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Family Mealtime

Posted: October 21, 2022

Eating together as a family can sometimes feel overwhelming. Everyone has such busy schedules these days. Getting everyone off to work, school, and then activities after, doesn’t leave much time for sitting down for a meal. Plus, who wants to think about making dinner at the end of the day? Then it’s time to do it all over again the next day. Add on the chore of making lunches on top of that.

There are lots of reasons why we don’t eat meals together as much as we would like. However, there far more benefits to family mealtimes than we realize. Just keep in mind to not put too much pressure on dinner. Also, don’t think that family meals have to happen every day.

We usually think of the evening meal as being the most important time for a family to gather. Breakfast, or brunch, on the weekend, might work for your family before everyone heads out the door to go their separate ways. Lunch can work as a family meal too! Look for opportunities to eat together anytime.

One of the most important things to know is that family meals have emotional advantages for all members of your family. Studies have shown that frequent family meals are associated with better family functioning, stronger relationships, and better social and emotional health for parents! Children of families that eat meals together feel more supported, secure, and safe, if the environment is positive. Children who join the family table and are pressured to eat, or punished for their food choice or eating behaviors, may not reap the benefits of this type of family gathering.

Mealtime is also a great time to promote communication and prevent behavioral problems. The predictability of sitting for mealtime at regular times during the day can reassure a child. Conversation and teaching manners further equip children with the social expectations at the table. A Healthy and positive family meal may contribute to a healthy child and normal growth in children. There may be a greater tendency at a family sit-down meal to serve balanced meals with all the food groups, and less likelihood of overly processed convenience items.

As kids grow and interact with food and their environment, they develop their relationship with food. A trusting and pressure-free environment at the table helps cultivate a positive relationship with food and eating. Too much pressure to eat, punishment or bribing at the table, or constant nagging about unhealthy food choice can cause a strained relationship with food.

Ideas to help make eating together a little less stressful.

  • Dividing tasks, so that one person alone is not responsible for preparing food, serving, and washing dishes. These jobs can be shared, even the younger members of the family can participate.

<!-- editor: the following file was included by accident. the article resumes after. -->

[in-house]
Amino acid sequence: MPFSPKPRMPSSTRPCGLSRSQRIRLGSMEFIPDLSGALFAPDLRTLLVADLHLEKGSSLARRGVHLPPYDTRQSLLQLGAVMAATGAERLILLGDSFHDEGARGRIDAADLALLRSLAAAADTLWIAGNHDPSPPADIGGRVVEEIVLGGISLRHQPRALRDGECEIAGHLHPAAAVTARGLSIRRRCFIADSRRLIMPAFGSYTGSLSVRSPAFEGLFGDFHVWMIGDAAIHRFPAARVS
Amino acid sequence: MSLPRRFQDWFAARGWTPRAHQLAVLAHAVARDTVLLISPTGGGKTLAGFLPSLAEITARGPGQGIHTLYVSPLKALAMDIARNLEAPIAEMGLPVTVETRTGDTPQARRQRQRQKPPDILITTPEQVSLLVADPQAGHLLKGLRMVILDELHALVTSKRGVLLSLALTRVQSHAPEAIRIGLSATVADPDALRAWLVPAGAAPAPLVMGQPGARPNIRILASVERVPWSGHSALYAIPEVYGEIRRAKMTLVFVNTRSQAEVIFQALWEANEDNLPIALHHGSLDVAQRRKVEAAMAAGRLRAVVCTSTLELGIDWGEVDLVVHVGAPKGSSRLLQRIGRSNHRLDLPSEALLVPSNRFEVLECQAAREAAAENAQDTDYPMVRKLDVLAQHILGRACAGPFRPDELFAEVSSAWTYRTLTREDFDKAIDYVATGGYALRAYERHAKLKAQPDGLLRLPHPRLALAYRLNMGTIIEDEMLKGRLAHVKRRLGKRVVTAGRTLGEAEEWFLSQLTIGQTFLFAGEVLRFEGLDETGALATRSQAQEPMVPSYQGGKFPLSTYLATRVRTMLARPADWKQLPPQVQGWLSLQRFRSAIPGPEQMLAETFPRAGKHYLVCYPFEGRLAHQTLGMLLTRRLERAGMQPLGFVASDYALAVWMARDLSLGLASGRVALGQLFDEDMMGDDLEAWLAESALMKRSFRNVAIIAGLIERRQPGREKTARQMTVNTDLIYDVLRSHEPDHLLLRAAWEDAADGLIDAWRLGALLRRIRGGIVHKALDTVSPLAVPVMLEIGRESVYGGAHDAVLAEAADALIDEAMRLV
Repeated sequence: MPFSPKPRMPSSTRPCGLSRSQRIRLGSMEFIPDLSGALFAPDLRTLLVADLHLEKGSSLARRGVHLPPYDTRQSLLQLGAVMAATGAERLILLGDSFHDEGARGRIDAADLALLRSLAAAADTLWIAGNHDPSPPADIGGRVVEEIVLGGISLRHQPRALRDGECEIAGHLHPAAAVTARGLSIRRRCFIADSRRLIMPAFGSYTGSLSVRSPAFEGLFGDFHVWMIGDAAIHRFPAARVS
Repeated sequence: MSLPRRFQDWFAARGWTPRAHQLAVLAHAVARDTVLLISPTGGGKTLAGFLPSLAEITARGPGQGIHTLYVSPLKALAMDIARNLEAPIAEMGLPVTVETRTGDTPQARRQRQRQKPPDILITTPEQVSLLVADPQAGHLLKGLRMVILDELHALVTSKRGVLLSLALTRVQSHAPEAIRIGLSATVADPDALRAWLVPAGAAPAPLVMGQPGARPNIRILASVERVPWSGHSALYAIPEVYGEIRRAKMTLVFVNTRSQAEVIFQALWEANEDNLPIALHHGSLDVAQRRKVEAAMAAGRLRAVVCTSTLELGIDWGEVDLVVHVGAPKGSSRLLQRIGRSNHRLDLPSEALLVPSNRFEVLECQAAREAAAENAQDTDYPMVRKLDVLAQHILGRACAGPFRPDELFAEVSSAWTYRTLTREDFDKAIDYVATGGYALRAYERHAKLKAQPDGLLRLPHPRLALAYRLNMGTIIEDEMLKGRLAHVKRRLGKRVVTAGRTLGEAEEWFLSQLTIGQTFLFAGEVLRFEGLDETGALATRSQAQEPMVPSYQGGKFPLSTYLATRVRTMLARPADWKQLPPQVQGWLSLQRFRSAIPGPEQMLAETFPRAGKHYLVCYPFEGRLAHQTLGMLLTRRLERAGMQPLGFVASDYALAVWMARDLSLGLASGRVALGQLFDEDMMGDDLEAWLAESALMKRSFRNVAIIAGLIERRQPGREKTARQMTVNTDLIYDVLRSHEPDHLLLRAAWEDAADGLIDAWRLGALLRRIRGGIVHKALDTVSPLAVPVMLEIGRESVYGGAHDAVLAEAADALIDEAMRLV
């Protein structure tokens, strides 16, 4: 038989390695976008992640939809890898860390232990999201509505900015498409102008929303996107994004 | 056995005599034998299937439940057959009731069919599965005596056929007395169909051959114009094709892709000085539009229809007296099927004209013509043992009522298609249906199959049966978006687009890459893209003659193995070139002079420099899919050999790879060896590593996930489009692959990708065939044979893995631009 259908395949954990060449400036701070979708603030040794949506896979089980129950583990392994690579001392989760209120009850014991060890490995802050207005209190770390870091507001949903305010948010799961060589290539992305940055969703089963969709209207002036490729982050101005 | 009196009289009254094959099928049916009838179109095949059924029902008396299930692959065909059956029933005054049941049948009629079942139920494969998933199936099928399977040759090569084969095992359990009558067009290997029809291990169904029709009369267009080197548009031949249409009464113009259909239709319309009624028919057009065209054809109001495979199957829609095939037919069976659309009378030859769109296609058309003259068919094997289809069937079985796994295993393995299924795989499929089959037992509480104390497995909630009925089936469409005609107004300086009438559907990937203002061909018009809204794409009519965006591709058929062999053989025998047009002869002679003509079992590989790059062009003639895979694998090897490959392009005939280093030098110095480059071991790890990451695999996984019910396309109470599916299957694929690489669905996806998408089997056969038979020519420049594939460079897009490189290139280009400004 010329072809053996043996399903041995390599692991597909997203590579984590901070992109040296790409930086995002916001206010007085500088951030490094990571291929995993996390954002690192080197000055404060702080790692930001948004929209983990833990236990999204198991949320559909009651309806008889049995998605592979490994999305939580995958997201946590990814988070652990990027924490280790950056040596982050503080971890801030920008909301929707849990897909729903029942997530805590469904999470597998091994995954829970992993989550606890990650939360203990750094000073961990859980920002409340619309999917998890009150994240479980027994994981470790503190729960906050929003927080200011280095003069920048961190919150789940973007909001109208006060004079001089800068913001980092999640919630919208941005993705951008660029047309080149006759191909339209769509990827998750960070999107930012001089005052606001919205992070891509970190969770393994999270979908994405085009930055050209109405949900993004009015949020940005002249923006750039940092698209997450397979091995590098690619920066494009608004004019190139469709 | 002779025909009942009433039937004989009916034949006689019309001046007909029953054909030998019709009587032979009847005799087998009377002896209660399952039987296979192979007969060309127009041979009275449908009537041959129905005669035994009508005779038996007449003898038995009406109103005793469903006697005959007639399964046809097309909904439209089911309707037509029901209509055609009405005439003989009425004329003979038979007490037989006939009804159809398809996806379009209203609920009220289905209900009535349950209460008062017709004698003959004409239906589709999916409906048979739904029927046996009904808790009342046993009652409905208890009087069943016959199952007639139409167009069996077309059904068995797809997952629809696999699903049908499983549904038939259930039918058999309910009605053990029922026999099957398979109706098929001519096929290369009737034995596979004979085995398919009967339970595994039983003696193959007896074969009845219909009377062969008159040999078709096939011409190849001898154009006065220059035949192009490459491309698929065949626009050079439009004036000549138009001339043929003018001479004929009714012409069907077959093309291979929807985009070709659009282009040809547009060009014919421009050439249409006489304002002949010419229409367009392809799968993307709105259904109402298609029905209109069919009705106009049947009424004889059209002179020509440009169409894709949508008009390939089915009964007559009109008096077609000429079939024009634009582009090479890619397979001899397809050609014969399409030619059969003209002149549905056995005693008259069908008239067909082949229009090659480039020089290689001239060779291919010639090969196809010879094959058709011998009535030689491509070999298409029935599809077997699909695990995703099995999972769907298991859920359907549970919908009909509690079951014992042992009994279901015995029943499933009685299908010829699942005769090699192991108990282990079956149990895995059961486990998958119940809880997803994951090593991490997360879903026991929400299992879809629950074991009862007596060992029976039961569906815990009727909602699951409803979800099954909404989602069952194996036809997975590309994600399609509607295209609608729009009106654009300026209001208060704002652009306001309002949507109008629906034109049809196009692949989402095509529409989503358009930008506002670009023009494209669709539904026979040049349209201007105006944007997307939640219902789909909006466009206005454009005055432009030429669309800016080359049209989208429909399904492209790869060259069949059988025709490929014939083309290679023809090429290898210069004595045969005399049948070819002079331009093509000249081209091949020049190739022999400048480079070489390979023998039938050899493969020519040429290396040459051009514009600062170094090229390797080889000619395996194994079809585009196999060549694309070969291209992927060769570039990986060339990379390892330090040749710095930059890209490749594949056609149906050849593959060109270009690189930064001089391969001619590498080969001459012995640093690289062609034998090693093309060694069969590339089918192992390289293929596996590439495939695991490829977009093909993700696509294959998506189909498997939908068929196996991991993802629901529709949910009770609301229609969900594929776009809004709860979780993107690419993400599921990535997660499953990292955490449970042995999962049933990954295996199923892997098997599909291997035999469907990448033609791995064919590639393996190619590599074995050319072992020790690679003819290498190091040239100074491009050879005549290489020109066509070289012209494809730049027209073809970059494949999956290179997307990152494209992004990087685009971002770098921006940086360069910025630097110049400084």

• A fun idea you can try is a job jar. Sit down together as a family and talk about some of the jobs that need to be done before and after mealtime. Write them down and put them in a jar for each family member to choose from before you start your meal.
    • Jobs 2- 3 years old children can help with: washing vegetables and fruits in the sink, add items to dishes (like cheese to the crock pot), Helping find ingredients in the fridge or the cupboard, setting the table
    • 3-4 years old: measuring ingredients, making simple sandwiches or pizza, mashing potatoes, loading the dish washer.
    • 4-6 years old: assemble foods like smoothies with some adult assistance, slice soft- cooked vegetables, soft fruits, cheese or tofu with a plastic knife, crack and beat an egg.

Create a menu for the week.

Sitting down and planning out what you will make for the week not only saves time but can also help you keep to a budget. Have members of the family help with this. That way everyone has input. Some children may be picky eaters. While the food they prepare might not always make it to their fork, try to be patient knowing that helping prepare and plan the meal helps a picky eater warm up to the idea of trying new foods. It can take between 10 to 15 exposures to get a child to like a new food. It also helps children try new foods if they see others eating the same foods, so making one meal for everyone to eat is beneficial.

Simplify your meals

There is nothing wrong with simplifying your meals. You don’t always have to have a fancy meal. It’s okay to make English muffin pizzas and salad for a meal when you are short on time.

Prepare your meals ahead of time

If you can prepare your meals ahead of time and freeze for a quick heat up later, it’s especially helpful on the days that you have a limited amount of time. This will save you time and stress.

References:

Castle, Jill (2022). The Nourished Child